Patients with knee arthritis affecting only the patellofemoral joint (kneecap) do not have to live with debilitating pain. At Commonwealth Orthopaedic Centers, John J. Larkin, M.D., is using improved technology and instrumentation to create custom implants that allow patients a quick return to active lifestyles.
About Patellofemoral Joint Arthritis
Patellofemoral joint arthritis affects the patella, or kneecap. This bone connects muscles in the femur (thighbone) with the tibia (shinbone). Arthritis occurs when the cartilage beneath the patella and along the groove on top of the femur wears away.
Women are far more likely to be affected by this type of arthritis. "Women have a wide hip angle, and therefore the force at the knee tends to pull the kneecap towards the outside part of the knee," Dr. Larkin explains. This can result in uneven wear and, ultimately, bone-on-bone arthritis beneath the kneecap. Cheerleaders, volleyball players and gymnasts who commonly endure repetitive, direct-impact injuries are associated with patellofemoral joint arthritis. Patients tend to notice the effects in 10 or 15 years, while in their 30s or early 40s, Dr. Larkin says. Telltale symptoms are discomfort with prolonged sitting, such as sitting in a movie theater or airplane seat. Climbing stairs, squatting or kneeling can also be particularly painful.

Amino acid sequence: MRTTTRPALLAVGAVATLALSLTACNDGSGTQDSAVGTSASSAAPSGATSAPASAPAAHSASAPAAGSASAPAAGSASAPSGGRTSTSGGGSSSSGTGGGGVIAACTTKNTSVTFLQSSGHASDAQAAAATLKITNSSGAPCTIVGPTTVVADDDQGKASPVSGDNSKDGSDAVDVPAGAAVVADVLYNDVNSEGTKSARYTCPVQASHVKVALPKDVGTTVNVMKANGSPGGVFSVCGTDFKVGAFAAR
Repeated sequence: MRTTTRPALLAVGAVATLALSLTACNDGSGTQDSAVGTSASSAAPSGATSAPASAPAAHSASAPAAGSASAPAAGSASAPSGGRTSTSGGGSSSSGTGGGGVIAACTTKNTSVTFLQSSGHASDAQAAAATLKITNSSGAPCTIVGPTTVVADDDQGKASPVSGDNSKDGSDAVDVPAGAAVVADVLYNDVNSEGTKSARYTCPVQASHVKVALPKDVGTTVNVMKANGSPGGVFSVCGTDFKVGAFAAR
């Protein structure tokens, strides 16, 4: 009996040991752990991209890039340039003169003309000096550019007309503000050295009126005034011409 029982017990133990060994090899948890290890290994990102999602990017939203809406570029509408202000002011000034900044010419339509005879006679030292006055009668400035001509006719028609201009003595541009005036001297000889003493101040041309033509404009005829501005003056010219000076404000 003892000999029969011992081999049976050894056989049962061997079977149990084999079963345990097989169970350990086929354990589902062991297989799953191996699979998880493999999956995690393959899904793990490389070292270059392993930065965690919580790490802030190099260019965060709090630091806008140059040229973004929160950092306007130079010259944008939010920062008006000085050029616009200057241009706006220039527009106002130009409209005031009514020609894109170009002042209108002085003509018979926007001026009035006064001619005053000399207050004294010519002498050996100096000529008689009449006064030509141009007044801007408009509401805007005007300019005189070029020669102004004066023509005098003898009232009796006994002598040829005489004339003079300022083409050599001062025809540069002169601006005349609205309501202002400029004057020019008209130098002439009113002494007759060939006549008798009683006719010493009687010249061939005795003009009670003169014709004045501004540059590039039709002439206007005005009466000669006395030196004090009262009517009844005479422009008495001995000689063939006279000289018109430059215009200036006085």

Patellofemoral arthroplasty (a type of partial knee replacement) may be considered if a patient's arthritis is isolated to the kneecap and if the weight-bearing portion of the knee is unaffected. Candidates are generally young, have already been treated conservatively with injection techniques and are not at risk for further arthritic deterioration of the remaining portion of the knee.
Dr. Larkin is a board-certified orthopaedic surgeon with a special interest in cartilage repair and transplantation for arthritis treatment. He performs many total and partial knee replacements using customized implants. To learn more about Dr. Larkin, click HERE.